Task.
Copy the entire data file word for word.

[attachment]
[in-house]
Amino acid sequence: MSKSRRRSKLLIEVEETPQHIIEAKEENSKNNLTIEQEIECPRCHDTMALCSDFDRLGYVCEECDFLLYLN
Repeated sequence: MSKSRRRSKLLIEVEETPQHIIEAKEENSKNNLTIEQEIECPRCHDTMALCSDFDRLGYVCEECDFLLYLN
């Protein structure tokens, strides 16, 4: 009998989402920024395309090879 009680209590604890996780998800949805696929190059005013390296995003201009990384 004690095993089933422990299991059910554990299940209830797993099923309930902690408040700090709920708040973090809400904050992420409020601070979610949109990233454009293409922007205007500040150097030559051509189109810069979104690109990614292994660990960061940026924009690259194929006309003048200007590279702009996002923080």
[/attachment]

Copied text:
[in-house]
Amino acid sequence: MSKSRRRSKLLIEVEETPQHIIEAKEENSKNNLTIEQEIECPRCHDTMALCSDFDRLGYVCEECDFLLYLN
Repeated sequence: MSKSRRRSKLLIEVEETPQHIIEAKEENSKNNLTIEQEIECPRCHDTMALCSDFDRLGYVCEECDFLLYLN
């Protein structure tokens, strides 16, 4: 009998989402920024395309090879 009680209590604890996780998800949805696929190059005013390296995003201009990384 004690095993089933422990299991059910554990299940209830797993099923309930902690408040700090709920708040973090809400904050992420409020601070979610949109990233454009293409922007205007500040150097030559051509189109810069979104690109990614292994660990960061940026924009690259194929006309003048200007590279702009996002923080």